Making as a Job Creator
The Port City maker space in Portsmouth, N.H.

As our global economy continues to sputter, the practice of making is a driver of job creation and economic recovery.

Job creation can happen in at least two ways.

First, the mayor of Bridgeport, Conn. recently reported that there are companies looking to hire qualified individuals with technical skills, but the companies can’t find them.  While there are often skill shortages, one of the biggest challenges of employers with jobs and employees with skills is connecting to each other.

Maker spaces can help bridge that gap.

Through local maker spaces it is easy for people with skills to develop and demonstrate their skills while companies can see the types of skills in the spaces.

With recruiting companies easily charging 25 percent of the annual salary of a qualified candidate, plus any relocation or other hiring expenses, if even a few candidates are sourced through local spaces, it is easy to see how an employer investing in local spaces can not only help companies find the people they need, find talent to help the companies grow, and build even more jobs, but also support the local community.

Companies can also publish specific “challenges” to solve a problem with a prize going to the winner.  Often the winner of the challenge benefits from either employment or a contract with the company that sponsored the challenge.  At the same time, the employer has reduced its cost and risk by having resources work on a problem that it might not otherwise pursue.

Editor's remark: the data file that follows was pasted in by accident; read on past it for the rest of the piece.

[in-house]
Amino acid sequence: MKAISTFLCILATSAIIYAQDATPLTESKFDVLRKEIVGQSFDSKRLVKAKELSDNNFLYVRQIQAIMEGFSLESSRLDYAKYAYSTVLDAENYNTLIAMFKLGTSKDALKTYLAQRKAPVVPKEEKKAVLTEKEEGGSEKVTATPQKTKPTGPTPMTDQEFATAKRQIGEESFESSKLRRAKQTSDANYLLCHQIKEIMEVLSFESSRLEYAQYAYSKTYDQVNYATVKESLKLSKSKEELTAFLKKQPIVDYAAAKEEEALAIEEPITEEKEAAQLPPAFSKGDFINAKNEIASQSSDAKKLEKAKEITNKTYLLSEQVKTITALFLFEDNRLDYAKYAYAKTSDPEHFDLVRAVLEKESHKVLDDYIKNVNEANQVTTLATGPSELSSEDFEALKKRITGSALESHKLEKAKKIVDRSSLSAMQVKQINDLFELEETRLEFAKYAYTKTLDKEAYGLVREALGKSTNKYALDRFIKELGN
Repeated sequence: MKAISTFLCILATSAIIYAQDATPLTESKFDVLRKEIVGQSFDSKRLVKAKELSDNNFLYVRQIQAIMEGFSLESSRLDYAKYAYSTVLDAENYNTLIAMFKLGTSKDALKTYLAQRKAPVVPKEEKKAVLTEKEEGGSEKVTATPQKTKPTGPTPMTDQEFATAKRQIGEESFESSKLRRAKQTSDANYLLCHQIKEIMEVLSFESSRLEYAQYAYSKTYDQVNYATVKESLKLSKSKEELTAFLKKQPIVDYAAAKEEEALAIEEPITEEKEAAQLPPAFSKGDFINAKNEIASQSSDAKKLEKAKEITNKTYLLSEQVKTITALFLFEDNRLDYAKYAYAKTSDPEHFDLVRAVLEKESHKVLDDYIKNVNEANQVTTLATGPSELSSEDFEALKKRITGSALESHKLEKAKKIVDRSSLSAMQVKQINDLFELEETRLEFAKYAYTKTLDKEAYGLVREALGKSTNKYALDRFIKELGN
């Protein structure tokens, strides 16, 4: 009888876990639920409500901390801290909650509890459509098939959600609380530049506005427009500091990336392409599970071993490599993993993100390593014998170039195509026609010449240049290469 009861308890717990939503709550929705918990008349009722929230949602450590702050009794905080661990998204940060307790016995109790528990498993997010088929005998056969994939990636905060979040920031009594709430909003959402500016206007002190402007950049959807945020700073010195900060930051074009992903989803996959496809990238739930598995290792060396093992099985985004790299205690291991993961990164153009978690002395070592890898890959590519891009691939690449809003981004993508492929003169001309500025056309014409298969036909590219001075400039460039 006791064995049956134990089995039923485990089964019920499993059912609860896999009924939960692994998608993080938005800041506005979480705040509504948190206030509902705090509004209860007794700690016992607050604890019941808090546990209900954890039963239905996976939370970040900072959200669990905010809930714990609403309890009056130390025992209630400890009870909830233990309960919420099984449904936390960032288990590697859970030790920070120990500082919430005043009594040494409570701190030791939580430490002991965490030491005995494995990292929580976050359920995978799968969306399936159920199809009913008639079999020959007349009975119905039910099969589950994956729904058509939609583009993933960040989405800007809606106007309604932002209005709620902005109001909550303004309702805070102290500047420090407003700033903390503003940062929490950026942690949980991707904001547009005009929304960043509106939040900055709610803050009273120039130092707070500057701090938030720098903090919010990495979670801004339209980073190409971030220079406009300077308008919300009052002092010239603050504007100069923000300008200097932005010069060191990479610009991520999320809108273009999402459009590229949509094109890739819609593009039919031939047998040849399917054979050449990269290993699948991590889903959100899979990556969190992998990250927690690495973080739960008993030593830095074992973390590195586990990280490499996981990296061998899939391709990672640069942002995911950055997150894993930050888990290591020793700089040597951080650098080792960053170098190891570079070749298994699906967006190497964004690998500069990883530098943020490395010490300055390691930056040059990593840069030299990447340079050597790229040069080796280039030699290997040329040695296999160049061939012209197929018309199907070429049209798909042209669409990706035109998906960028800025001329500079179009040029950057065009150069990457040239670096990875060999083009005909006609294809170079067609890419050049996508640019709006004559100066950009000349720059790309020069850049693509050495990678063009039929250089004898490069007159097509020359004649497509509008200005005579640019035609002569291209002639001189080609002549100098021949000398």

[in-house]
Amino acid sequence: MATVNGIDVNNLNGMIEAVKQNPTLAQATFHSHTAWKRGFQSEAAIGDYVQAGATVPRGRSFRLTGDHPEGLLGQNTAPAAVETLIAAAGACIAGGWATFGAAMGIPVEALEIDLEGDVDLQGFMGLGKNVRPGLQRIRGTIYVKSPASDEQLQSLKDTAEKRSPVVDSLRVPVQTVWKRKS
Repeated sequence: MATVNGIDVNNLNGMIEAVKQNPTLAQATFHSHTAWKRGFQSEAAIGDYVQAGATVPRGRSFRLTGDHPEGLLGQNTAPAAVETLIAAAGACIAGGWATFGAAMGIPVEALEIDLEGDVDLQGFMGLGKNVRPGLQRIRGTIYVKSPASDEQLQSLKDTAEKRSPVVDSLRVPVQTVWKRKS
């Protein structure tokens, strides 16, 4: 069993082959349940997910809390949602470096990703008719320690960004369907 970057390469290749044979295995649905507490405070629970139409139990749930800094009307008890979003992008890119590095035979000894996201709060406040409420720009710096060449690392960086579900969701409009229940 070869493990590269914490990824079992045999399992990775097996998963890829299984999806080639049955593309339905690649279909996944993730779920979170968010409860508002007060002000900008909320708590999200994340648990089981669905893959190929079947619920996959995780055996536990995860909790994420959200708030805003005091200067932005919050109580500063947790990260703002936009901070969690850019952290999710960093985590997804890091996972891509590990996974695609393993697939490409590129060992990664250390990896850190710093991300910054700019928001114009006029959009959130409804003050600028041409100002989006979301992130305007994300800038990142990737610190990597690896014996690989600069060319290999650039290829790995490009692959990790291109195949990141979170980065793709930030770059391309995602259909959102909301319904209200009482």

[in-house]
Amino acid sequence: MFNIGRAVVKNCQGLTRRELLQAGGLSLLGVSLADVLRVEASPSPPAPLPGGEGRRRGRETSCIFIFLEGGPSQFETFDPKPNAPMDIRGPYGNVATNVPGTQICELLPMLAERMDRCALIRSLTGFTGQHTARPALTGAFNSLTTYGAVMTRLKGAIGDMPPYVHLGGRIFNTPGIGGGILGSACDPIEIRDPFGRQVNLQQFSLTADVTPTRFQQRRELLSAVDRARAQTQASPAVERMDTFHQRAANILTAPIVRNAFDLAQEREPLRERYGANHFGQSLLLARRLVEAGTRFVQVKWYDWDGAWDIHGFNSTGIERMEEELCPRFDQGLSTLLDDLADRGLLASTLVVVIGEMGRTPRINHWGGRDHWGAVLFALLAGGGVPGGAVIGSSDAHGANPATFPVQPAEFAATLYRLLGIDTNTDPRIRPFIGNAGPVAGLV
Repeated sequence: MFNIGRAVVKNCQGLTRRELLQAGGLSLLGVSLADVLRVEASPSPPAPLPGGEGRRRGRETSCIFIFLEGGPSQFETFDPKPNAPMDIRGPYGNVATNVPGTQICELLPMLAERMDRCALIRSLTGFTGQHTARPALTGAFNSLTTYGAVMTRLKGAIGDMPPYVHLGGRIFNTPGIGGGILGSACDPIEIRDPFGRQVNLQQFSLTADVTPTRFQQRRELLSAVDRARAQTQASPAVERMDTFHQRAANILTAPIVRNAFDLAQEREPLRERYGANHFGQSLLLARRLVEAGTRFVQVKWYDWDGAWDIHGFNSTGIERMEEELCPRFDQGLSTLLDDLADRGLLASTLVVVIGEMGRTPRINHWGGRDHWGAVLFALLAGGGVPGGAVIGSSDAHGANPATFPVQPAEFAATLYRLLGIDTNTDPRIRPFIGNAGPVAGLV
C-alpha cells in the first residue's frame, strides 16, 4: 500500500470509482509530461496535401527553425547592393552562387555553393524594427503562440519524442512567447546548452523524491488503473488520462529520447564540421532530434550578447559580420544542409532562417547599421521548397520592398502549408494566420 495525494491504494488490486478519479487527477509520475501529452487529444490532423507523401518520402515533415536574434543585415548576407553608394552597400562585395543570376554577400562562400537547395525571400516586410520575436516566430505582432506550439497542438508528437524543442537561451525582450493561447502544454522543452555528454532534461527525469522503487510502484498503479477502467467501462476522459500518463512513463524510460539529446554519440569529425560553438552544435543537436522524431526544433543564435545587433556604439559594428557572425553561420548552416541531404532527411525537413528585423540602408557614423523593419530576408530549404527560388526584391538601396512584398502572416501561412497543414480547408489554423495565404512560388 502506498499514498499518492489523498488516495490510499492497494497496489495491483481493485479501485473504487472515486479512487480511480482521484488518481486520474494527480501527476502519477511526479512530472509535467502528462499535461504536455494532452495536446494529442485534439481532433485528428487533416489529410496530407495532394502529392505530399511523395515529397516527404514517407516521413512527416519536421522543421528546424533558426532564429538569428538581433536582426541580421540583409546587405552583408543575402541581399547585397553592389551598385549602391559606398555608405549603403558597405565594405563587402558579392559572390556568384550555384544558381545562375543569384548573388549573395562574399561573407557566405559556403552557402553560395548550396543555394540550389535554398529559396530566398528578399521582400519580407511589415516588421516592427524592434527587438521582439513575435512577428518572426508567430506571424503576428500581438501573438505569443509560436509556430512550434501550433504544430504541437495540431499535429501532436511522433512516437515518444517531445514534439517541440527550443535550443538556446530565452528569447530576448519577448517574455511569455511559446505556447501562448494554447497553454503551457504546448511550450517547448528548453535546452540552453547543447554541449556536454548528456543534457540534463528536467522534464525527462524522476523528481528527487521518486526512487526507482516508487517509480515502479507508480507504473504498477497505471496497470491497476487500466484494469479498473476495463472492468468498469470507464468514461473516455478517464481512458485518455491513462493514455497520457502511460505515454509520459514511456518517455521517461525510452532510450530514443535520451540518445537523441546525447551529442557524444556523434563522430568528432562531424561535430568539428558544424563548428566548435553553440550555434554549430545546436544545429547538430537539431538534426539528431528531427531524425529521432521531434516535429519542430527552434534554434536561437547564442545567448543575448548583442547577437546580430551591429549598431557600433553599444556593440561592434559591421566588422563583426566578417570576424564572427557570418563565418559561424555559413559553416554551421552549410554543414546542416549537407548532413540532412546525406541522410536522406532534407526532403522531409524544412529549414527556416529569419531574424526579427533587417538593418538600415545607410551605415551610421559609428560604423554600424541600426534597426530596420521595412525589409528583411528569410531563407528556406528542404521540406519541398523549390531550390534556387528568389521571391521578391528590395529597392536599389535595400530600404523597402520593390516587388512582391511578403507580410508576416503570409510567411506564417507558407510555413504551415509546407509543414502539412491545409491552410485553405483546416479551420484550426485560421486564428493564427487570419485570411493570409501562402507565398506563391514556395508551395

Second, as people create, new companies emerge.  Companies such as MakerBot Industries emerged from the creation of a new industry of 3D printers.  Artisans are finding new ways to create products that they can sell individually or on sites such as

Both product and service companies are emerging as a direct result of maker opportunities.

Even inventors are finding they can create new products using the tools of the new maker economy.  One local inventor is using a 3D printer that was donated to the local library to prototype a product he is creating.  This ability to rapidly prototype products was not practical even a couple of years ago and now one of the key tools and costs he would have had to bear is now free at the library.

Both political parties agree that the bulk of job creation will be coming from the small businesses, not large ones.  Fostering innovation and creativity like that happening in maker spaces leads to business growth, job creation, tax revenue, and sorely help for our economy.

12 thoughts on “Making as a Job Creator

  1. Nova Labs in Reston, VA has benefitted greatly from corporate interest and the company has as well. Both our 100 watt Hurricane Laser and our MakerBot Thing-o-Matic were provided by our sponsor. In return they’ve established close contact with us which has resulted in them interviewing four members. So far one has has been hired. As compared to their normal recruiting costs, the company received a great bargain. Oh, and of course we love our new toys!

    Why did they invest in our makerspace? Self interest. Makers are particularly skilled problem solvers and are prone to taking initiative and getting things done. Our sponsor had a chance to see makers in action, learn what they’re capable of, and do so knowing the context. All of this is much more credible and demonstrable than an emailed CV.